rochers: meringue and toasted silvered almonds in big crispy-on-the-outside, fluffy-on-the-inside-mounds. a recipe from the tartine bakery cookbook, from the tartine bakery in san francisco, ca.

miss craftapalooza suggested meringues with cream for my strawberry glut, but there was something about these that beckoned. probably the toasty loveliness of slivered almonds that don't just dot the meringue, but create a virtual haystack within--no nibble shall be nutless, i tell you. the original recipe says it makes 30 small cookies, i managed to eke out a dozen of these giganto versions. piping is recommended, even though the almond pieces will clog the tip; also, results can be unbecoming. just stick to heaping teaspoonfuls (or tablespoonfuls) and you should get something similar to a favourite golden wrapped confection. eaten out of hand, or coarsely crushed over sliced strawberries and cream, these are big rock cookie mountains i'll take over the candy version, any day.


I must honestly say that not only are the recipes that you present delicious, but that your photographs are beautifully shot... your blog is truly inspiring! From reading your blog for a few months now I've even been inspired to travel to Guam in the next few years.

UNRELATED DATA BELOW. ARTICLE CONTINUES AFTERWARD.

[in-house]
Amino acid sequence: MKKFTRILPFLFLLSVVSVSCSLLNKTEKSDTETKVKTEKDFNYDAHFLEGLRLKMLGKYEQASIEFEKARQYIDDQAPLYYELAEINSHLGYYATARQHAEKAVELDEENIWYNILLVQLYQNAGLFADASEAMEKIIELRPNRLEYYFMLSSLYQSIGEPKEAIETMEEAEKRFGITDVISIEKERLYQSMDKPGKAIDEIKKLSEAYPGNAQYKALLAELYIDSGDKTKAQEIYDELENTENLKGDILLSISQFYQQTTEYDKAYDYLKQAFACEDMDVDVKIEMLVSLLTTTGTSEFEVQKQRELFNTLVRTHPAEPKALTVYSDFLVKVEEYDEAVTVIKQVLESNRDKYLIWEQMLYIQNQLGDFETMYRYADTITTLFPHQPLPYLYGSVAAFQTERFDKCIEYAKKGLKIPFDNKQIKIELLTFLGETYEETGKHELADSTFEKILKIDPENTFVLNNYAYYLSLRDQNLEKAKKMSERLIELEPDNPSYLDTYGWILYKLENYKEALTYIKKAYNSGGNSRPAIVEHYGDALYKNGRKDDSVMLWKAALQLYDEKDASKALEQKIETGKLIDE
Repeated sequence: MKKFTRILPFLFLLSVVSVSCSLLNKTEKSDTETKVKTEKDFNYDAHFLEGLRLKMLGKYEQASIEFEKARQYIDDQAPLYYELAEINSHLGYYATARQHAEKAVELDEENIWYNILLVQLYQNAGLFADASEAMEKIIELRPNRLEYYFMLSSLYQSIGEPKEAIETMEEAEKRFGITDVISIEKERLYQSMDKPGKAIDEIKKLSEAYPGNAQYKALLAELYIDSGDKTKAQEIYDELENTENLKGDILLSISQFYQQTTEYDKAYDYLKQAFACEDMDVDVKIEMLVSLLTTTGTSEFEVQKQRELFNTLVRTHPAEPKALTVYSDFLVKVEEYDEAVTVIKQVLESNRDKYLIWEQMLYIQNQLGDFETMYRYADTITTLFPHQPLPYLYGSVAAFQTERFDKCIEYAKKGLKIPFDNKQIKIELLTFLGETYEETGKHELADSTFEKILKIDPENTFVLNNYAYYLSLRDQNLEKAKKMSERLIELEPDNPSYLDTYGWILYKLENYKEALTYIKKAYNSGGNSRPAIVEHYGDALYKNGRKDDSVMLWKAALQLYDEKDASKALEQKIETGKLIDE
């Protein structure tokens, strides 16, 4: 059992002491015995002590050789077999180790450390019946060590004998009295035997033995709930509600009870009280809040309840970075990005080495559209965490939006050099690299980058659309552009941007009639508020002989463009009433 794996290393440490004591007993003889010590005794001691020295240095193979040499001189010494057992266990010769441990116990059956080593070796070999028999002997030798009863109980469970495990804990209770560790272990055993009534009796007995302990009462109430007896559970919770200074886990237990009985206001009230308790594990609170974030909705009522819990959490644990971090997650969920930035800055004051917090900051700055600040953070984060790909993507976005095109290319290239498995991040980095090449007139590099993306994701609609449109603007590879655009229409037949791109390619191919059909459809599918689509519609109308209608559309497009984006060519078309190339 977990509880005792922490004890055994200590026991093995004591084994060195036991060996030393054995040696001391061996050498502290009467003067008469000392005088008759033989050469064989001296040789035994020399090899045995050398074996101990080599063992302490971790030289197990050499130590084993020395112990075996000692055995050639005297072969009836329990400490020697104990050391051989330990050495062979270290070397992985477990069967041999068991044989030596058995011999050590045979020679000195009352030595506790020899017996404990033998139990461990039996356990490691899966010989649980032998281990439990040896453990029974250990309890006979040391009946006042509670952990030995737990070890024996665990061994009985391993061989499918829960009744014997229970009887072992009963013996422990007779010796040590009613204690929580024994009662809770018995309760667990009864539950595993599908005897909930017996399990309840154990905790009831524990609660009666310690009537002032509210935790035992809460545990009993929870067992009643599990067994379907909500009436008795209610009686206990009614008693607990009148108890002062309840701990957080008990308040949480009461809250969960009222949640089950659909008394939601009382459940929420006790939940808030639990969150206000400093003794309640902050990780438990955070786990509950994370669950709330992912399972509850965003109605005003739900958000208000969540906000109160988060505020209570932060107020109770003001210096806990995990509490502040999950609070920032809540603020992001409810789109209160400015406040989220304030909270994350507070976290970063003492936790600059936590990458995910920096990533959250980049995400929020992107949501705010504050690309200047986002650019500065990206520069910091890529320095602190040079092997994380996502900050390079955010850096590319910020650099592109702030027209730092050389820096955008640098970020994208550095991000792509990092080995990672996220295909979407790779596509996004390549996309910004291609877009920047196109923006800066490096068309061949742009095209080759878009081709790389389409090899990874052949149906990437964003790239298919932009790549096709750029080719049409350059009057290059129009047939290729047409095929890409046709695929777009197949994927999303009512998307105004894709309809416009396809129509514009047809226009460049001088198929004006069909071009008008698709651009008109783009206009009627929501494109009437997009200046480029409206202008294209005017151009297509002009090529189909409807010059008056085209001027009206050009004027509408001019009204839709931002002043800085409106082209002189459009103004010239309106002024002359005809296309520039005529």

keep up the wonderful work, and thanks.


nICE NICE yummmy yummy in your tummmy! ;)

The rochers are gorgeous, as are your words... "virtual haystack within" and "no nibble shall be nutless"... I agree about the look - I'd pick your rustic nutty mounds any day over some prissy piped poo.

hi candace, thanks for stopping by, and if you ever do come to guam, let me know!

n, yes!

hi cathy, "prissy piped poo" is pretty priceless too :)

Yummmy. Do these do well in the humid hot places like Hawaii?

hi acornbud, shhhh, i'll let you in on a secret: the first batch of photos i took of this were terrible, so this photo is from the second shoot with the same cookies almost a week later. they are still crispy and dry! a semi-miracle on guam. i think it's a combination of making a swiss meringue (cooking the meringue) and the powdered sugar, which has a lot of cornstarch in it, so it's much firmer than a regular meringue.

Hi, I search for coconut jam and end up at your blog (I think I'm lucky your pictures are great). I will try your recipe (this rocher), hope I can make it good as yours.